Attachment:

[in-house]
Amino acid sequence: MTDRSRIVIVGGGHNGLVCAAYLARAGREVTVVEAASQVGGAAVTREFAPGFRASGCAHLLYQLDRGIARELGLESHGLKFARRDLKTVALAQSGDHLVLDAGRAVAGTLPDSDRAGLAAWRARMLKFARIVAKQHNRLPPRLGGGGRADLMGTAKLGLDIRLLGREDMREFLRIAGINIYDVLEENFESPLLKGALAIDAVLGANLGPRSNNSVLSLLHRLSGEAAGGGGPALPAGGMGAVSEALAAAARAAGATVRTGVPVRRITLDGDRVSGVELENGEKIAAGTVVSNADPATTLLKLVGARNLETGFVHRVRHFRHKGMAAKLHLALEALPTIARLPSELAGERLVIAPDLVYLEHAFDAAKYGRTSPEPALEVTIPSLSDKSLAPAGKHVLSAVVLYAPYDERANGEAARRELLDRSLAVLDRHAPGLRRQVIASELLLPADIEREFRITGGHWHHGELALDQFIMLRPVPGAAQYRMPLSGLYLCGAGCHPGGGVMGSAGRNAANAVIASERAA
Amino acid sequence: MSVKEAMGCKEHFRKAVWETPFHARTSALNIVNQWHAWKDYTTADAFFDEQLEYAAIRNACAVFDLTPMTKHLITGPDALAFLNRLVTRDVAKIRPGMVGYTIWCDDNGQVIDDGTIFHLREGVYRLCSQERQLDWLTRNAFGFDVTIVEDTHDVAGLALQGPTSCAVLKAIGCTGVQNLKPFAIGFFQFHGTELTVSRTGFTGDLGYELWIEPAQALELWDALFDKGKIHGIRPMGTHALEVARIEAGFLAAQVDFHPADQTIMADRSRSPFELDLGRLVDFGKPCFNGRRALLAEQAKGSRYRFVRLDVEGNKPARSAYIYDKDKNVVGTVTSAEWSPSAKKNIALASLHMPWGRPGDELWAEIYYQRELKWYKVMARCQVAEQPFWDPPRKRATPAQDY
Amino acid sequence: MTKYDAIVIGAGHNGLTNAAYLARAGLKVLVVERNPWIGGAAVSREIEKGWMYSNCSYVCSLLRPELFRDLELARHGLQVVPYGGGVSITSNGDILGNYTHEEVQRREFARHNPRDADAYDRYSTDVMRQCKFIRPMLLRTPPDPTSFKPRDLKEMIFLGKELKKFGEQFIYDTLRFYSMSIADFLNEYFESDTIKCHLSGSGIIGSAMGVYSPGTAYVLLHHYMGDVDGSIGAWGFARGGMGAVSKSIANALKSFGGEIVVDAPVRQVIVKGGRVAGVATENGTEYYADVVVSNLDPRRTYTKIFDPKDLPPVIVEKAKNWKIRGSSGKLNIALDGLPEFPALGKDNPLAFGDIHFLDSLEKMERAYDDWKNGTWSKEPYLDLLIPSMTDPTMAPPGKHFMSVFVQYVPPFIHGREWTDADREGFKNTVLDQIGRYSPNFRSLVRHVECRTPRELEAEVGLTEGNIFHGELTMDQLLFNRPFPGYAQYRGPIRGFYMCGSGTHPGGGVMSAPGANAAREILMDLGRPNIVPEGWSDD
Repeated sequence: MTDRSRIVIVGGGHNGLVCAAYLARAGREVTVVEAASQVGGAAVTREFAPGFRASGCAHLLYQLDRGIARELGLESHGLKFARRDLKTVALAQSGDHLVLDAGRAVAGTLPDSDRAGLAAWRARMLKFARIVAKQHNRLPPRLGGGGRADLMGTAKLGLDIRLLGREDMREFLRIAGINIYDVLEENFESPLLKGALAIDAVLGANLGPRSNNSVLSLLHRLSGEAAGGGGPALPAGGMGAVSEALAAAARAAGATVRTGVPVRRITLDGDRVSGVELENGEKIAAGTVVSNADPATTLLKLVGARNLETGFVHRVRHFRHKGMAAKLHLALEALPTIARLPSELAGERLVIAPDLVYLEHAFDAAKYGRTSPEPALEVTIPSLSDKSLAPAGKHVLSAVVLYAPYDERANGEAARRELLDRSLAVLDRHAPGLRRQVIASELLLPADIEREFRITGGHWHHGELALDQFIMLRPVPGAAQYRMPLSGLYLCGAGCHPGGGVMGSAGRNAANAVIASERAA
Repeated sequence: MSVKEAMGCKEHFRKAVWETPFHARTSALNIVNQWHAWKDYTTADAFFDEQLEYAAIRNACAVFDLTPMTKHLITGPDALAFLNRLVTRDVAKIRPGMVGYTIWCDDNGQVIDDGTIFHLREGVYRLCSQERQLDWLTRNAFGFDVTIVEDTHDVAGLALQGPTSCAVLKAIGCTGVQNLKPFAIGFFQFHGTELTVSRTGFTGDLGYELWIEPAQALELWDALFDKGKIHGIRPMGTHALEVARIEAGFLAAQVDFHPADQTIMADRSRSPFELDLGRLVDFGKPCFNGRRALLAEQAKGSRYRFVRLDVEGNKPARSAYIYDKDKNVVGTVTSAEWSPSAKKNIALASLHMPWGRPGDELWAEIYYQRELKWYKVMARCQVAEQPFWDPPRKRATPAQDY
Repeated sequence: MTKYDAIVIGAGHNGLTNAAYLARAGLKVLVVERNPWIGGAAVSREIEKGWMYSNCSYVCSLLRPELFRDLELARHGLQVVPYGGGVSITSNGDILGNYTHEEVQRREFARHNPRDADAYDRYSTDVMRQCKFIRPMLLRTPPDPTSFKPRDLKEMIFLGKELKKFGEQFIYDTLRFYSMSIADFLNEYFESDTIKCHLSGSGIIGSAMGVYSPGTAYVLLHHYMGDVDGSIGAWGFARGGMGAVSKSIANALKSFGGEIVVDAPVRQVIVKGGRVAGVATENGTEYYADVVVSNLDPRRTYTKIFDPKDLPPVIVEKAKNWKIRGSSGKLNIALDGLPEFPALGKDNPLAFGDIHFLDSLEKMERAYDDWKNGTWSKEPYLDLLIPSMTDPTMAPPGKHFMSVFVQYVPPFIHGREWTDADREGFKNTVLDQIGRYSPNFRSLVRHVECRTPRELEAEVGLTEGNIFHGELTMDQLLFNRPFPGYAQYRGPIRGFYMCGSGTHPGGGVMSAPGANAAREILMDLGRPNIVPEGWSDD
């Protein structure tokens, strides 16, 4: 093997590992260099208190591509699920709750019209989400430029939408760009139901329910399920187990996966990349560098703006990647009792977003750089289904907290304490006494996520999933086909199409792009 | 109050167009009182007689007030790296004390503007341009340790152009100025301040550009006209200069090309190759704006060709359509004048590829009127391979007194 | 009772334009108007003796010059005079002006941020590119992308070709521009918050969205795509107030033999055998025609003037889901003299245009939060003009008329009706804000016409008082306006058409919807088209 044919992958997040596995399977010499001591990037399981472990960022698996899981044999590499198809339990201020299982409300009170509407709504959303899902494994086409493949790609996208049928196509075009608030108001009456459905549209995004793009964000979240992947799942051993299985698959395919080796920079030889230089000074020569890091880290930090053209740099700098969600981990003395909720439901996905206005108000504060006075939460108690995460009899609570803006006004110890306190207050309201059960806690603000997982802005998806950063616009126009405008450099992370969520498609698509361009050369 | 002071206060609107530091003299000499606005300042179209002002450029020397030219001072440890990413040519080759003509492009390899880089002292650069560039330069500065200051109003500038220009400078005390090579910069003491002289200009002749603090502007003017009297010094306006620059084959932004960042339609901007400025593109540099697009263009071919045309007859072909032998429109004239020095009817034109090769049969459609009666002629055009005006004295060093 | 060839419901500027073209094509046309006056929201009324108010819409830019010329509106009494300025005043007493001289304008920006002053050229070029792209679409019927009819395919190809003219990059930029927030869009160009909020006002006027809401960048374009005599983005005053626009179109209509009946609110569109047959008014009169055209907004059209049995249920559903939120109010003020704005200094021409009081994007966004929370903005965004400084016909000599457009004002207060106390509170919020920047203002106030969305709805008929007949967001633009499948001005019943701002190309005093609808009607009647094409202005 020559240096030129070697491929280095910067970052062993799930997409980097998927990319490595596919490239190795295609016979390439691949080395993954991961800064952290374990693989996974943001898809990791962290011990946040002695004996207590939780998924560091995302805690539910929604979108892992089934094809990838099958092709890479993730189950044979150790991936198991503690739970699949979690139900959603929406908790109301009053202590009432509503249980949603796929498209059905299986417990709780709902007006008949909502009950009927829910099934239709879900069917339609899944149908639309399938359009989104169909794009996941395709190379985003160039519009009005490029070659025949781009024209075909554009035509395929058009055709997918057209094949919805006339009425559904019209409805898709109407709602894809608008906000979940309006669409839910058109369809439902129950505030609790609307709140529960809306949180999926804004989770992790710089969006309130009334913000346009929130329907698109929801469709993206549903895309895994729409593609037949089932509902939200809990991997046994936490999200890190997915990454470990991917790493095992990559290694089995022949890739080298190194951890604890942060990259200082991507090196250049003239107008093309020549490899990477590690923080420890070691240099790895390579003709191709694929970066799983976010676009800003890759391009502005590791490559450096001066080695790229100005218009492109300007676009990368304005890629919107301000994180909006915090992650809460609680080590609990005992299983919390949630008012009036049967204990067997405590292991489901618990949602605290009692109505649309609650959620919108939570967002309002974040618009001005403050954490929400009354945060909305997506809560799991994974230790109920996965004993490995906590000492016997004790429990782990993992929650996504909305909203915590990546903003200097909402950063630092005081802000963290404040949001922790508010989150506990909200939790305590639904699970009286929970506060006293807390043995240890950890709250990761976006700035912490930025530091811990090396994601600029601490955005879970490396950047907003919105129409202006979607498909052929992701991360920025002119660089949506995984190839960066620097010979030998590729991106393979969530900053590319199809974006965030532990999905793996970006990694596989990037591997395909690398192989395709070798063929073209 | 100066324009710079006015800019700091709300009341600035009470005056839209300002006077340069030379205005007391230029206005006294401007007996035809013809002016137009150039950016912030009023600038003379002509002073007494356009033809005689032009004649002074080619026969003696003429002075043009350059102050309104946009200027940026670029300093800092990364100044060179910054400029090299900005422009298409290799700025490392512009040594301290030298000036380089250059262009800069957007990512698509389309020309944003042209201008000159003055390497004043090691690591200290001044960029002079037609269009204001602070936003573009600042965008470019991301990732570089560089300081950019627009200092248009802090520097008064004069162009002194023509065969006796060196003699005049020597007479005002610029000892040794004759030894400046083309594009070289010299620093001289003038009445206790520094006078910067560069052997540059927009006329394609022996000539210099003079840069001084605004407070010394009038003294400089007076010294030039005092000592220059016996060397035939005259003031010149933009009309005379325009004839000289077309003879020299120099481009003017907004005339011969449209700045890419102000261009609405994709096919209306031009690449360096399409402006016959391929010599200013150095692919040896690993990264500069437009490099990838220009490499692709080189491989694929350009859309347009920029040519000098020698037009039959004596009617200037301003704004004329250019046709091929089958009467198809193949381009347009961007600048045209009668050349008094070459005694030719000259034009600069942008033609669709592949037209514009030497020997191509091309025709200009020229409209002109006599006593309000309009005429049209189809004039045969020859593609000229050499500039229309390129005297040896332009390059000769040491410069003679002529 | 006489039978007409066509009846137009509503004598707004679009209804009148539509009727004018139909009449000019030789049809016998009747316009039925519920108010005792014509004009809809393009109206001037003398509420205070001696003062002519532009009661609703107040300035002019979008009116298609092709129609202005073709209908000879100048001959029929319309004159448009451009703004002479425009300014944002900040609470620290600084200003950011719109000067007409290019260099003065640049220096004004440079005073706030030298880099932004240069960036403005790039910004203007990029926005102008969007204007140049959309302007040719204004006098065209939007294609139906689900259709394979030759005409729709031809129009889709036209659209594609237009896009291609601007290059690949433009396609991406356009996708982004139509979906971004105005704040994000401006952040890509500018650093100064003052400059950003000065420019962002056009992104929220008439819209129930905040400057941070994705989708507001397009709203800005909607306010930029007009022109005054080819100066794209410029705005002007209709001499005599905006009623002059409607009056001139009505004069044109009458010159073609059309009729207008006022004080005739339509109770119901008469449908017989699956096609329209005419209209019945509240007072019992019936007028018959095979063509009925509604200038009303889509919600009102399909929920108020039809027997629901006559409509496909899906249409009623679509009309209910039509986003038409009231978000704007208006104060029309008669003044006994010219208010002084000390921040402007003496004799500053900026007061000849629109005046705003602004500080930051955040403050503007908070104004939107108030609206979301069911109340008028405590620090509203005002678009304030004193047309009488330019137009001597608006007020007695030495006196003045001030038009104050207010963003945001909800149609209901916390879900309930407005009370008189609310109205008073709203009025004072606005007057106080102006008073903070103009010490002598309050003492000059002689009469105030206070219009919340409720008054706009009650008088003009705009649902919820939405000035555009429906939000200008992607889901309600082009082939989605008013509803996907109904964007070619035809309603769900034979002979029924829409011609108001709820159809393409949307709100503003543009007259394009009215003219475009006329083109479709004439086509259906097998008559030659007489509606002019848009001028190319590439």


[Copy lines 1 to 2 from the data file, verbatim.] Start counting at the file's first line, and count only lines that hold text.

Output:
[in-house]
Amino acid sequence: MTDRSRIVIVGGGHNGLVCAAYLARAGREVTVVEAASQVGGAAVTREFAPGFRASGCAHLLYQLDRGIARELGLESHGLKFARRDLKTVALAQSGDHLVLDAGRAVAGTLPDSDRAGLAAWRARMLKFARIVAKQHNRLPPRLGGGGRADLMGTAKLGLDIRLLGREDMREFLRIAGINIYDVLEENFESPLLKGALAIDAVLGANLGPRSNNSVLSLLHRLSGEAAGGGGPALPAGGMGAVSEALAAAARAAGATVRTGVPVRRITLDGDRVSGVELENGEKIAAGTVVSNADPATTLLKLVGARNLETGFVHRVRHFRHKGMAAKLHLALEALPTIARLPSELAGERLVIAPDLVYLEHAFDAAKYGRTSPEPALEVTIPSLSDKSLAPAGKHVLSAVVLYAPYDERANGEAARRELLDRSLAVLDRHAPGLRRQVIASELLLPADIEREFRITGGHWHHGELALDQFIMLRPVPGAAQYRMPLSGLYLCGAGCHPGGGVMGSAGRNAANAVIASERAA